Alcohol & Drugs
A picture of Benzos

What’s the deal with benzos?

Benzo is short for Benzodiazepine (say it with me: BEN-ZOH-DIE-AZ-A-PEEN) and is a prescribed medication used to relieve symptoms of stress, anxiety and difficulties sleeping. Benzos are classified as depressants. Effectively, these drugs slow down activity of the central nervous system and the messages travelling between the brain and the body.

Benzos are a mild tranquilliser and are often used illegally to help with the come down effects of amphetamines and/or cocaine.


There are three types of benzodiazepines: long, intermediate and short-acting. Short-acting benzodiazepines have stronger withdrawal effects and may be more addictive than long-acting forms.


Benzodiazepines are known by their brand name. Each drug is exactly the same. They’re just made by different companies. Benzodiazepines belong to the PAM family of prescription medication.


How does it work?

Benzodiazepines are taken orally. Sometimes though they may be ground into a powder and injected.


There is no such thing as a safe level of drug use. Substance use carries risk. Benzos may affect people differently based on:

  • A person’s body weight
  • General state of health
  • Regular use of substance
  • If taken in combination with other drugs like prescription medication
  • The amount that is consumed

Short Term Effects

When taken in high doses benzodiazepines may cause a person to experience the following:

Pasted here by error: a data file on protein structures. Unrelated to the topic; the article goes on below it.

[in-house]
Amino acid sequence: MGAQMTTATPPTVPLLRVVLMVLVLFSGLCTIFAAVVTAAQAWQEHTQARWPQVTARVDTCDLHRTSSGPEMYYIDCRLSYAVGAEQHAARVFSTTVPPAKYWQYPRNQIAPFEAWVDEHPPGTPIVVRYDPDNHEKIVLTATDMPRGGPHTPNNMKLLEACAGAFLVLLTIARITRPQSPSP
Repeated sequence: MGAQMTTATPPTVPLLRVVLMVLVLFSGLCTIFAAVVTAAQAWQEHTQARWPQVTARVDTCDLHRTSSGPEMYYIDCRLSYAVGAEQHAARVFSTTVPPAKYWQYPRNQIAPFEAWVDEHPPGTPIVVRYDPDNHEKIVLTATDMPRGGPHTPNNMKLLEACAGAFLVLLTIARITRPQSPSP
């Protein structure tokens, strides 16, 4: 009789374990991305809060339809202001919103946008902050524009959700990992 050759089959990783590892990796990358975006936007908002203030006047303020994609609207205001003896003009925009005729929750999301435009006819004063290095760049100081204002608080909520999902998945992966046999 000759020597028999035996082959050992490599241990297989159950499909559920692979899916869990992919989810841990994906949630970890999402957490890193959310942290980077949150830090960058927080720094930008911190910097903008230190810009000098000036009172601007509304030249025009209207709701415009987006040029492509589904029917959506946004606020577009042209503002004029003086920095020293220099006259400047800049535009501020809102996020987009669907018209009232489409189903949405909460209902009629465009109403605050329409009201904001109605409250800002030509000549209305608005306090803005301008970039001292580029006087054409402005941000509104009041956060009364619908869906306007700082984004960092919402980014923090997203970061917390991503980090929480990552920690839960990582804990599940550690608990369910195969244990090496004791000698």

• Excessive sleep and sedation
  • Erratic mood swings
  • Slowed, shallow breathing
  • Unconsciousness
  • Coma and possibly even death (more likely when combined with alcohol) 

Long Term Effects

Using benzos on a prolonged or regular basis may result in chronic, long term health effects such as:

  • Impaired thinking and memory loss
  • Anxiety and depression
  • Irritability, paranoia and/or aggression
  • Changes in personality
  • Lethargy and lack of motivation
  • Drowsiness and fatigue
  • Difficulty sleeping and/or changes to sleep patterns
  • Headaches and nausea
  • Drug Dependency
  • Reduced kidney and liver function


The safest thing you can do is to not do any drugs, m'kay? But let's be realistic, people use drugs. Some people really enjoy it, but for others it can become really problematic either for their health and wellbeing, their relationships, their jobs, their financial security or all of the above. Not only this, but some people can also develop a dependance and this can lead further problems if it isn't addressed early or easily managed.

If you are going to use drugs, it's best to be safe about it. It's your choice to determine what you put in your body, but whatever you do remember to be safe and responsible - with yourself and with others.